• Drug-induced supersensitivity of striatal dopamine receptors and abnormality of gamma-aminobutyric acid (GABA)–ergic neurons are proposed mechanisms for some drug-induced dystonias. Although supersensitivity is an inevitable accompaniment of long-term antipsychotic drug treatment, tardive dyskinesia does not always occur.
    • Abnormalities of serotonin, dopamine, and norepinephrine in specific cerebral structures also have been associated with dystonia musculorum deformans. In a literature review of human and animal studies, Smit et al pointed out that reduced levels of the serotonin metabolite 5-hydroxyindolacetic acid have been found in association with dystonia. The investigators also identified 89 cases, reported in 49 papers, that demonstrated a relationship between dystonia and drugs that impact the serotonergic system. 

    History, Physical Examination, and Diagnostic Studies

    • In dystonia, as in all neuromuscular disorders, history taking and physical examination are necessary. Family history is important; as many as 44% of patients have a family history of similar or other movement disorders.
    • Dystonia may be a clinical manifestation of many treatable neurologic conditions; therefore, a thorough screening should be performed to exclude Wilson disease (ie, hepatolenticular degeneration), hypoxic brain injury, traumatic brain injury, Huntington disease, Leigh disease, lipid storage disease, and Parkinson disease.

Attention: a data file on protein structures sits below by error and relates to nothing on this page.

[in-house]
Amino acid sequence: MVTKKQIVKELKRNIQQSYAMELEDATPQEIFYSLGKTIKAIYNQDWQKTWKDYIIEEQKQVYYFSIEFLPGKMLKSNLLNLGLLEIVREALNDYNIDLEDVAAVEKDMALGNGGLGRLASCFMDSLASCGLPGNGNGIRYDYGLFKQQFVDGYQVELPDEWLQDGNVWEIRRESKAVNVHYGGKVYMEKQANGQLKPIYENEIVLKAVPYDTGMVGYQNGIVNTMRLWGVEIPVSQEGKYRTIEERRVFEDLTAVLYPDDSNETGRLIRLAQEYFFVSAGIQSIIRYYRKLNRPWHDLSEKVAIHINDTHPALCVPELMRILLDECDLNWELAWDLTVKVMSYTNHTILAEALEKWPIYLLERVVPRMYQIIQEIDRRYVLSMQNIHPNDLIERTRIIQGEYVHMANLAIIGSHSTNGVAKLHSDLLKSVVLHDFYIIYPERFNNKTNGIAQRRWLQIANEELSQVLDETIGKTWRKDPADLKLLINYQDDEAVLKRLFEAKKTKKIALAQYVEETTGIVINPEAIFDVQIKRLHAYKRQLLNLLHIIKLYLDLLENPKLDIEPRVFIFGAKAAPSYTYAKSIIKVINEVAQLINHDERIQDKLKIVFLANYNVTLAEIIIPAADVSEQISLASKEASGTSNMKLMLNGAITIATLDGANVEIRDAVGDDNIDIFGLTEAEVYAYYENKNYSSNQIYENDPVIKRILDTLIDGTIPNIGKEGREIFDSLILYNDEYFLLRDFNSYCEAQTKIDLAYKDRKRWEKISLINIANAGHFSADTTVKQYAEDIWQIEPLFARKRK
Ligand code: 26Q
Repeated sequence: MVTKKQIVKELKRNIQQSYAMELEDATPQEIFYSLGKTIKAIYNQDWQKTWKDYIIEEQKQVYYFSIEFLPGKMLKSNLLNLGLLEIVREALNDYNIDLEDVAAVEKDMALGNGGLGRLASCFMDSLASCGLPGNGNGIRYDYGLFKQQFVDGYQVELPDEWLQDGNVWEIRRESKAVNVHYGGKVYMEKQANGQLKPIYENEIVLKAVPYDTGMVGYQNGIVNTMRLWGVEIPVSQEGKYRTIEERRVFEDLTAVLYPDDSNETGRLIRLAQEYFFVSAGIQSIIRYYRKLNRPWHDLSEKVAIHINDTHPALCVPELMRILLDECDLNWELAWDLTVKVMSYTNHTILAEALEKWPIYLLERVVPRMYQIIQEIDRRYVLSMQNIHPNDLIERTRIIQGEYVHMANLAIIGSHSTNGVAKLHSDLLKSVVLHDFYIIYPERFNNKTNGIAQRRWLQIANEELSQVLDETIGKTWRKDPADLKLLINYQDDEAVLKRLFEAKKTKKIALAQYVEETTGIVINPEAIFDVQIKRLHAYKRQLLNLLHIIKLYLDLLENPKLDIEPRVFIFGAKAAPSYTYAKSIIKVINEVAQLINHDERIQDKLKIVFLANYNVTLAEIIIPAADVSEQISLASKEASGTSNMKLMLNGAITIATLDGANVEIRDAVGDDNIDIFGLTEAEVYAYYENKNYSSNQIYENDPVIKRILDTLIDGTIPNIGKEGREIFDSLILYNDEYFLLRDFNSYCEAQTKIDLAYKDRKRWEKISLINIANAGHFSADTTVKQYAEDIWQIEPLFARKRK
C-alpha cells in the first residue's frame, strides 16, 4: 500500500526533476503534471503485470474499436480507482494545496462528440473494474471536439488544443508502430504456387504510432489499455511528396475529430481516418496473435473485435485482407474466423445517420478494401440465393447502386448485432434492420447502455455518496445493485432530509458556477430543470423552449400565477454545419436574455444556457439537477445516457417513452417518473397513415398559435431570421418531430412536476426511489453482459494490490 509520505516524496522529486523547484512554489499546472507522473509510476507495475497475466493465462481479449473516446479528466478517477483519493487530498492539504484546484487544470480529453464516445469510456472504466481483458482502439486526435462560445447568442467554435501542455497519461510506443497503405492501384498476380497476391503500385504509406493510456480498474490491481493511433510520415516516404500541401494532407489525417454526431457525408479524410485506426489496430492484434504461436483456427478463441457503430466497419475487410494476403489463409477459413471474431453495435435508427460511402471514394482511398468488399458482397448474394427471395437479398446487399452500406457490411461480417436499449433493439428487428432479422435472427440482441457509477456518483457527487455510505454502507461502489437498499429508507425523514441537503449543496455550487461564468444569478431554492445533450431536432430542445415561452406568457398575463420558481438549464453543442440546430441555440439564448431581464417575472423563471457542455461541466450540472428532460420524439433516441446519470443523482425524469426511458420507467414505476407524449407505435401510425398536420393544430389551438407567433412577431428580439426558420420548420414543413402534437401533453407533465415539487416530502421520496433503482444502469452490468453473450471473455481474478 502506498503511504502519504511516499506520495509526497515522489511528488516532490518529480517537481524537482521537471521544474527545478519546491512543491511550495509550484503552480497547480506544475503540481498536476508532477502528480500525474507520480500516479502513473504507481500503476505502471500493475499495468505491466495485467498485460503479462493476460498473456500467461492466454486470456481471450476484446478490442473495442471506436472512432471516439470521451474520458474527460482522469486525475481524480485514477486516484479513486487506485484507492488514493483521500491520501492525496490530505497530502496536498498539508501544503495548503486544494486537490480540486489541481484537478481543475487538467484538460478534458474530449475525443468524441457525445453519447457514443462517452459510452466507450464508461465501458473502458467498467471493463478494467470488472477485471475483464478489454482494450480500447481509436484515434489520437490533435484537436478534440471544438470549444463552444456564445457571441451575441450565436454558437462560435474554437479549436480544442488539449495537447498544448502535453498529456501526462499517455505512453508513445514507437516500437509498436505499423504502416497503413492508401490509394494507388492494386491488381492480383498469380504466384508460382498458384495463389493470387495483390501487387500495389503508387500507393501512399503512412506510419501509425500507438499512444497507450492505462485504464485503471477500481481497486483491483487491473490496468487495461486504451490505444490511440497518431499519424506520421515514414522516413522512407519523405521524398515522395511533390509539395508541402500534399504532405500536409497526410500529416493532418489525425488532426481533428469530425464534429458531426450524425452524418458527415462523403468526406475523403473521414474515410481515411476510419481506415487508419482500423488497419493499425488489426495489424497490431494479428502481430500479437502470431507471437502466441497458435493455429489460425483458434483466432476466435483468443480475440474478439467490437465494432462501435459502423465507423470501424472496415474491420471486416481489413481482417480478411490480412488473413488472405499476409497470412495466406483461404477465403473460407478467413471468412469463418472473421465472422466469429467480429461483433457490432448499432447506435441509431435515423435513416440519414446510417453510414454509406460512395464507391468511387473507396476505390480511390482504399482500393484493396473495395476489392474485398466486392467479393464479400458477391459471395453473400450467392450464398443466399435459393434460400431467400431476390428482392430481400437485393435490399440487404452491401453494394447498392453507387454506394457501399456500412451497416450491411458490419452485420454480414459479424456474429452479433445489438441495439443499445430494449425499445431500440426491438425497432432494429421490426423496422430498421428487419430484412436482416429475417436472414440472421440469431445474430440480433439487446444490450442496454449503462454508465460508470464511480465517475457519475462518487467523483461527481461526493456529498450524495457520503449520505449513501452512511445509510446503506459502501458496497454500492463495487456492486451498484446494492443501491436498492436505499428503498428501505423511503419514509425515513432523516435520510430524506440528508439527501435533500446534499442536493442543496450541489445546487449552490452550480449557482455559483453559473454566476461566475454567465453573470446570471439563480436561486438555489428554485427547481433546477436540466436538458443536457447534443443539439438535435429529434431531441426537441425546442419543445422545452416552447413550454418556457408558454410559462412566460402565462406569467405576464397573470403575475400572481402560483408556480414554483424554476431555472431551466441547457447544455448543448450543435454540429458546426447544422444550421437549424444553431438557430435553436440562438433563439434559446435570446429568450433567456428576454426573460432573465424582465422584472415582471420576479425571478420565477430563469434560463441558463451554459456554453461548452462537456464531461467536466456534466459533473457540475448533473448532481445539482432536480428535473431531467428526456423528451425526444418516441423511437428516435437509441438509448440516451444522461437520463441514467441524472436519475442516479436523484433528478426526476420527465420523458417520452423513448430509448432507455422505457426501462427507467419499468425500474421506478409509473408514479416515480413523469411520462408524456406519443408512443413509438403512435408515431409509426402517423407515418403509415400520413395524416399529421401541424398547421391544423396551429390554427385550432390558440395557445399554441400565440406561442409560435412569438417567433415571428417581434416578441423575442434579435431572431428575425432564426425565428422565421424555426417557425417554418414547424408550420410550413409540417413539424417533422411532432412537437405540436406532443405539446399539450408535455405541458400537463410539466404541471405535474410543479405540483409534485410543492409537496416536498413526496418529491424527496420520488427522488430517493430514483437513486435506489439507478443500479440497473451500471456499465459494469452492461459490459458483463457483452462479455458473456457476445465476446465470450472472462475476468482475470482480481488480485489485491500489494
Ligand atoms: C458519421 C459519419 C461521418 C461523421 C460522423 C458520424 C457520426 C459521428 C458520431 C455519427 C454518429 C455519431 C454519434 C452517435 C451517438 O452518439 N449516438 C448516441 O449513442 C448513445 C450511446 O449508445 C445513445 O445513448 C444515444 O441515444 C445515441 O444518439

• A number of medications can induce acute dystonic movements, and a careful investigation of the patient’s medication list must be performed to rule out iatrogenic causes. Common drugs that can induce movement disorders and dystonias include, but are not limited to, the following:
    1. Dopamine antagonists
    2. Haloperidol
    3. Metoclopramide
    4. Antiepileptics
    5. Phenytoin
    6. Carbamazepine
    7. Valproic acid
    8. Felbamate
    9. Dopamine agonists
    10. Levodopa
    11. Monoamine oxidase inhibitors (MAOIs)
    12. Adrenergic agents
    13. Amphetamines
    14. Methylphenidate
    15. Caffeine
    16. Beta agonists
    17. Antihistamines
    18. Tricyclic antidepressants
    19. Buspirone
    20. Lithium
    21. Cimetidine
    22. Oral contraceptives
    23. Cocaine

    Various laboratory studies should be considered in the evaluation of dystonia. Blood chemistries, liver functions, ceruloplasmin levels, and blood copper levels may be appropriate. 

    Magnetic resonance imaging (MRI) and computed tomography (CT) scanning of the brain are especially important in the pediatric population and may identify hypoxic, hemorrhagic, or tumorous lesions. Slit-lamp eye examination for Kayser-Fleischer rings and 24-hour urine copper analysis also may be useful. 

    Genetic screening for DYT gene abnormalities and genetic counseling are important for patients who have had an onset of primary dystonia before age 30 years or for persons who have an affected relative.